Yellow Throated Warbler and Flowering Red Maple
1749 – J. M. SELIGMANN AFTER MARK CATESBY
Finely handpainted copperplate print engraved by Seligmann for his Sammlung verschiedener auslandischer und seltener Vogel based on the original plate from Mark Catesby’s “Natural History of Carolina, Florida and Islands.
The text about these species in the Original Volume of Mark Catesby’s Natural History of Carolina, Florida and the Bahama Islands read as follows:
Parus Americanus Gutture Luteo: The Yellowthroated Creeper.
Weighs seven Penny-weight. The Bill is black. The Forepart of the Head black, having two yellow Spots on each Side, next the upper Mandible. The Throat is of a bright yellow, border’d on each Side with a black Lift. The Back and Hind-part of the Head are grey. The Wings are of a darker grey, inclining to brown, with some of their covert Feathers edged with white. The Under-part of the Body white, with black Spots on each Side, next the Wings. The Tail black and white. The Feet are brown; and, like those of the Certhia, have very long Claws, which assist them in creeping about Trees in Search of Insects, on which they feed. There is neither Black nor Yellow upon the Hen. They are frequent in Carolina.
Acer Virginianum, folio majore, Subtus argenteo, Supra viridi Splendente: The Red Flow’ring Maple.
These Trees grow to a considerable Height; but their Truncs are not often very large. In February, before the Leaves appear, the little red Blossoms open, and continue in Flower about three Weeks; and are then succeeded by the Keys, which are also red, and, with the Flowers, continue about six Weeks, adorning the Woods earlier than any other Forest-Trees in Carolina. They endure our English Climate as well as they do their native one; as appears by many large Ones in the Garden of Mr. Bacon at Hoxton.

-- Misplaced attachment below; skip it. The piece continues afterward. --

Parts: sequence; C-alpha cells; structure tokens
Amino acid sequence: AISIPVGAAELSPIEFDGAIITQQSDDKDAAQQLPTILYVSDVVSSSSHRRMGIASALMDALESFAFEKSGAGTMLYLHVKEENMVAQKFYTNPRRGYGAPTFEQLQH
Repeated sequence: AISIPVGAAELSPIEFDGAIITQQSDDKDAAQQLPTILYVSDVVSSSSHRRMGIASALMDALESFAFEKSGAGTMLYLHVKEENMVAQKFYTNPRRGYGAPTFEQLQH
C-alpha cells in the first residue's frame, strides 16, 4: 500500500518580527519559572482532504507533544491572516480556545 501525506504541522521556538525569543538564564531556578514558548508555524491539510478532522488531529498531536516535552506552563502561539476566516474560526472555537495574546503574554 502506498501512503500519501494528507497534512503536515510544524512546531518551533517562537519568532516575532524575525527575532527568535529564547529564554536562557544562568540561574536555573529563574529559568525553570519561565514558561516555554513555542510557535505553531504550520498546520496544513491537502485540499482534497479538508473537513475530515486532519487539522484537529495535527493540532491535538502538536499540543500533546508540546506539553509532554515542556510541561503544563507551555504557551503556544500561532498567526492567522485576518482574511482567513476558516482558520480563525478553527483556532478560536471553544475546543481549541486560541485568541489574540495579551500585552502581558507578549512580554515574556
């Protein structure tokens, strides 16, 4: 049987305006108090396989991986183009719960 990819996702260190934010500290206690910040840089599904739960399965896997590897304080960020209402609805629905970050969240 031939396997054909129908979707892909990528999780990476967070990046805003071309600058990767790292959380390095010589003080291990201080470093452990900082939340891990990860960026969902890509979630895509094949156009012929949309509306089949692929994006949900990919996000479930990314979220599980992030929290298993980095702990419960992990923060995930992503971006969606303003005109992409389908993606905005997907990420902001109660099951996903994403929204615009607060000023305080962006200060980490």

References: Text from the University of Virginia e-book edition of Catesby’s Natural History of Carolina, Florida and the Bahama Islands
Format: Small folio, 9.5 X 15.25 inches
Condition: Clean and bright. Sheet may have been cut slightly from original size, but full platemark is there. Some very faint smudges.
1749 - 1776
The Natural History prints of Mark Catesby and George Edwards were re-engraved between 1749 and 1776 by Johann Michael Seligmann a talented Nürnberg engraver and publisher, in some instances embellishing the plates with different plants after his own inspiration. Seligmann published them together in a beautiful illustrated book with German texts entitled ‘Sammlung verschiedener ausländischer und seltener Vögel’ (Collection of different rare and foreign birds).